Sam Ficken stayed in his apartment trying to forget, but in this day and age, you can’t hide from the media, especially the social media.
The Valparaiso High School graduate heard the negative comments and read all the nasty posts on Facebook and Twitter.
After making just 1-of-5 field goals and 1-of-2 extra points in a 17-16 loss at Virginia on Sept. 8, Ficken couldn’t run for cover from the criticism.
“I did hear negative comments – I thought it was funny, actually – because it showed how stupid some people were,” Ficken said. “But the posts and messages sent directly toward me were pretty supportive.”
Moments after the loss – one in which Ficken missed a potential game-winner, which sailed wide left as time expired – a Twitter account called @SamFickensFoot was created. The bio on the account read, “Just a misguided foot on a full ride.”
They got nastier, too. “If ur dumb enough to go back to State College I hope the first person that sees u trips u and breaks that awful leg you have,” another Twitter post said.
“All you can do is move forward,” Ficken said. “It was a rocky start – something a kicker never wants to experience.”
The good news is Ficken went back to work the following Monday and took his anger out on the football.
“I couldn’t wait to get to practice. I kicked probably 300 (footballs),” Ficken said. “As a kicker, you’re never supposed to do more than 50 (kicks) a day, but I did it because I felt I needed to in that situation.”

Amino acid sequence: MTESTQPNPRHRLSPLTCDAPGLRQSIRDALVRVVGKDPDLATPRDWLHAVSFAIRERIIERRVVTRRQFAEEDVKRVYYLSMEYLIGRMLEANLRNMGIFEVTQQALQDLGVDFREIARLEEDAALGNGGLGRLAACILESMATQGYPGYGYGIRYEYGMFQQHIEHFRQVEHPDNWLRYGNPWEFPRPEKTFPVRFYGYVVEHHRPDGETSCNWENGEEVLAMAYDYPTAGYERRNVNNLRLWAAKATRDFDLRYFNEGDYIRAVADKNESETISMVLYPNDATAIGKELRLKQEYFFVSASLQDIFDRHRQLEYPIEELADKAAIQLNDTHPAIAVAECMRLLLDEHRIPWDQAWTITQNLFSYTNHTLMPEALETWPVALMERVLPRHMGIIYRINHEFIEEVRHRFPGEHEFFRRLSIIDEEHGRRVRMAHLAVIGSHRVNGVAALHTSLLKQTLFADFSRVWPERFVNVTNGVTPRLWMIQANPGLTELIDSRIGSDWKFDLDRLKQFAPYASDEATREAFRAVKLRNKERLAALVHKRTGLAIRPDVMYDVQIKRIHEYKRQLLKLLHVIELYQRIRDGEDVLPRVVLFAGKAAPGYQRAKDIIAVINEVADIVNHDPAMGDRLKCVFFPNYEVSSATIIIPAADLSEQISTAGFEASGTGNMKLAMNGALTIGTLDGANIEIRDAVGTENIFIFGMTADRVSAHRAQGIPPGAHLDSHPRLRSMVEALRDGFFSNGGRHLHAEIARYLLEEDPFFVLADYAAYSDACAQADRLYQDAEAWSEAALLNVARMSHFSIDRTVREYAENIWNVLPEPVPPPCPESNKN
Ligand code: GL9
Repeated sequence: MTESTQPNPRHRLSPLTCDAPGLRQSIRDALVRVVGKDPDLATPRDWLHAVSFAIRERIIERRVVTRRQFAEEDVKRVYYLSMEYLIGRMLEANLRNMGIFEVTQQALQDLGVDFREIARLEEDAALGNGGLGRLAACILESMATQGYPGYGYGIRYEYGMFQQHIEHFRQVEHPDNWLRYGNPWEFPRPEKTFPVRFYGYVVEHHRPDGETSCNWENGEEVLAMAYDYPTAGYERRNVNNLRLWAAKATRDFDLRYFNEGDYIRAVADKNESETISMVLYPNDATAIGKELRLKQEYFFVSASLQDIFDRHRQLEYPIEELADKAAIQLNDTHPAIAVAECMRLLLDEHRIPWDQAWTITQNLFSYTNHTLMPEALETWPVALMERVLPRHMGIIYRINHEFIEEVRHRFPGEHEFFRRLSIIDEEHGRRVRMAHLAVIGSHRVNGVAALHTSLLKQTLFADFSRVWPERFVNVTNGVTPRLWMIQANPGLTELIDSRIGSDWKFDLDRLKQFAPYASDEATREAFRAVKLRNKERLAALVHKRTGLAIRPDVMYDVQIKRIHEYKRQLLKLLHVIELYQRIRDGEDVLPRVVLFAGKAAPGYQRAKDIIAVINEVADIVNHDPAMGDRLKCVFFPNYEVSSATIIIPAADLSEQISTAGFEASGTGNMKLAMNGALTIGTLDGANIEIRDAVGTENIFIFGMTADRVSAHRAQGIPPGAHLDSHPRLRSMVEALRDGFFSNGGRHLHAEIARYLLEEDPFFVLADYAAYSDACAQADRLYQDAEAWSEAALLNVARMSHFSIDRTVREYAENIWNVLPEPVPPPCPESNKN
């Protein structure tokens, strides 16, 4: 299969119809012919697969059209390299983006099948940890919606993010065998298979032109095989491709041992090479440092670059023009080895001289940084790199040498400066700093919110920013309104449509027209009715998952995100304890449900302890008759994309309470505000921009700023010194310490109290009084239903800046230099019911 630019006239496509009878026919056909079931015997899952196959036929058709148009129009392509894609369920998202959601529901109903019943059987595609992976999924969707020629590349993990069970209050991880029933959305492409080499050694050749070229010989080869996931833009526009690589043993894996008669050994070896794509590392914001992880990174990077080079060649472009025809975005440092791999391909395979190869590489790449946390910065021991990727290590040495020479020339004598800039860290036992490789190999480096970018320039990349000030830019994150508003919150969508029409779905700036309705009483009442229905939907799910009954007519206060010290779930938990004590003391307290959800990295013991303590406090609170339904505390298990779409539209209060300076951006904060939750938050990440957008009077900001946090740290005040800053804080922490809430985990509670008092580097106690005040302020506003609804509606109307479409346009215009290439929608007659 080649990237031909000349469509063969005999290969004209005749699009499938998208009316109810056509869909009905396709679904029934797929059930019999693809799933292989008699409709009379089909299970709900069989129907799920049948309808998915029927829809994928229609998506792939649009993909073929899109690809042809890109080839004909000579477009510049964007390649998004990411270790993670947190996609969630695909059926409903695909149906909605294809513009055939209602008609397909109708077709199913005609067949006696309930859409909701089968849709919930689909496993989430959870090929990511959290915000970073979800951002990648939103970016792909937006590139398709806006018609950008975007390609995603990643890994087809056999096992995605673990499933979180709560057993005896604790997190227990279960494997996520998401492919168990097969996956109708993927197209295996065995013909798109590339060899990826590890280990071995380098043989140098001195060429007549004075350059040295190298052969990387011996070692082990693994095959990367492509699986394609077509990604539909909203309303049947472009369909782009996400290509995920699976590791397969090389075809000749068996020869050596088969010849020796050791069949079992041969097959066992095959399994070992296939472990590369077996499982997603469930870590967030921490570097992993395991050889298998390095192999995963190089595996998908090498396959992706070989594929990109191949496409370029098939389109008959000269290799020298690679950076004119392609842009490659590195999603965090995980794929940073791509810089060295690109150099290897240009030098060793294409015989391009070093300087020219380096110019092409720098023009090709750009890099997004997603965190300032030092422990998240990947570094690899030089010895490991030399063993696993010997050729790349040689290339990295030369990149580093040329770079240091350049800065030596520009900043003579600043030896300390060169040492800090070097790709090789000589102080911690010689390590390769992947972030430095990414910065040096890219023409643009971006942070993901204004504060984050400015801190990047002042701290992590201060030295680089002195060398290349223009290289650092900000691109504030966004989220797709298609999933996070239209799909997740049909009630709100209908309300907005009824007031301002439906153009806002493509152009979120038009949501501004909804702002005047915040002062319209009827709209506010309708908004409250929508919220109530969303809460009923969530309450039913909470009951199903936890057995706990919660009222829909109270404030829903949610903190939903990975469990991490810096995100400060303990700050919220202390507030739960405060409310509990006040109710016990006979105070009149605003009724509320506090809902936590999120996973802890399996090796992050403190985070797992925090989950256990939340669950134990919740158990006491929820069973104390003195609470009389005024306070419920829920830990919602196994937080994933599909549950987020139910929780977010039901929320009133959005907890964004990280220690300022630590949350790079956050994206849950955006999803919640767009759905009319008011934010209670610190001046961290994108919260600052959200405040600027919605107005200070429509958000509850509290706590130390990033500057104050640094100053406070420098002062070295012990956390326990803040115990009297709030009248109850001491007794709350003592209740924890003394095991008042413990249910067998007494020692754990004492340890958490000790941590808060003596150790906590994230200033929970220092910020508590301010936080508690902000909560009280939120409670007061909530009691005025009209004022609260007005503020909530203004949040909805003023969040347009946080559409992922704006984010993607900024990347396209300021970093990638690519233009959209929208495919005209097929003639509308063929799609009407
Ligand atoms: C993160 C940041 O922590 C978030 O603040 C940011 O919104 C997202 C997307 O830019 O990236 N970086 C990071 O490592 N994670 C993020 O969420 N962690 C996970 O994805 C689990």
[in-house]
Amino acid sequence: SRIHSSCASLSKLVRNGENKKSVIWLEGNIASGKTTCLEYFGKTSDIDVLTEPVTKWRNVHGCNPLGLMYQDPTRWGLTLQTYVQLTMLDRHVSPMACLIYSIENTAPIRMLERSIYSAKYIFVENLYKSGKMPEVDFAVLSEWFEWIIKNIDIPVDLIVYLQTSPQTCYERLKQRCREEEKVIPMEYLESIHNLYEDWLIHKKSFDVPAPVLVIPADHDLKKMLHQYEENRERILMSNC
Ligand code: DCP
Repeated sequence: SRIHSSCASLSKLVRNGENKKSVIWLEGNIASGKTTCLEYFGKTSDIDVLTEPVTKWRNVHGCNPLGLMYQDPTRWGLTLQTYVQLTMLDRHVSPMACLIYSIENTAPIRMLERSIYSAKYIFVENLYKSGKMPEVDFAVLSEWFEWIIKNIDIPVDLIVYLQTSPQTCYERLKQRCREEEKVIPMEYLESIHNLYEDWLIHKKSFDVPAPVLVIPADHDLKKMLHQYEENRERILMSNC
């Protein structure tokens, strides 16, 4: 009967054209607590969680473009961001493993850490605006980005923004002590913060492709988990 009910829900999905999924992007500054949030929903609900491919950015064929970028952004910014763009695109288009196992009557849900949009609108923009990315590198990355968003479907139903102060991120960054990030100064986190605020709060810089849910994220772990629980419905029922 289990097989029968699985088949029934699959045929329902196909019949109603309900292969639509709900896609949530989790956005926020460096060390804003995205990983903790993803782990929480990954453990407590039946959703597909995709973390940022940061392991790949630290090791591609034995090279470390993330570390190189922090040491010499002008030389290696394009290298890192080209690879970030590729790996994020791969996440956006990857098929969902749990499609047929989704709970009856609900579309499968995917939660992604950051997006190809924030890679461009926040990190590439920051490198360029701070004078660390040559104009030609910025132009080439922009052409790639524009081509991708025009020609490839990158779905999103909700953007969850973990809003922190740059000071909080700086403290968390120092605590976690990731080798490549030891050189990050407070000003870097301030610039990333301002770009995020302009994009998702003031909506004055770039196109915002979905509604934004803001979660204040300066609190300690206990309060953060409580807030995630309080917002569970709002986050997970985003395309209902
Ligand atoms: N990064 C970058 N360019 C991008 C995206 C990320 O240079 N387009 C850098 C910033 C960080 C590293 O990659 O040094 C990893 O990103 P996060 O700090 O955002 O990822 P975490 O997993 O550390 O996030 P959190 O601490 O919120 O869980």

As much as the negativity tried pulling him down, Ficken said he was overwhelmed by the outpouring of support from family, friends and even strangers. His parents, Jim and Nancy, called an hour after the team plane landed to give him words of love and wisdom, as did older brother Drew, an engineering major at Purdue.
It didn’t stop there.
“I had probably 200 (positive) text messages, a hundred emails, 200 messages on Facebook – even people sending me letters of support,” Ficken said. “Random people were sending me letters. I had 20 or so letters from strangers, giving me words of encouragement.
“I even had cookies at my door that said, ‘Keep your head up.’”
The pressure to produce is tough on any kicker, at any level, but the 19-year-old Ficken was pushed into the job sooner than expected when Anthony Fera bolted to Texas after the NCAA let players transfer without penalty following the Jerry Sandusky sex abuse scandal. First-year Penn State coach Bill O’Brien has stuck with Ficken, because he has practiced better than backups Matt Marcincin and Kevin DiSanto.
“I won’t use (Fera’s late transfer) as an excuse, because you always have to be ready if you’re a key backup,” Ficken said. “It’s to the point where I know it was a rocky start to the season, but we’re moving forward.
“I can’t worry about the past.”
With that in mind, a recent Penn State fan sign read, “Stickin’ with Ficken,” in support of the sophomore.
“I’ll be fine,” Ficken said.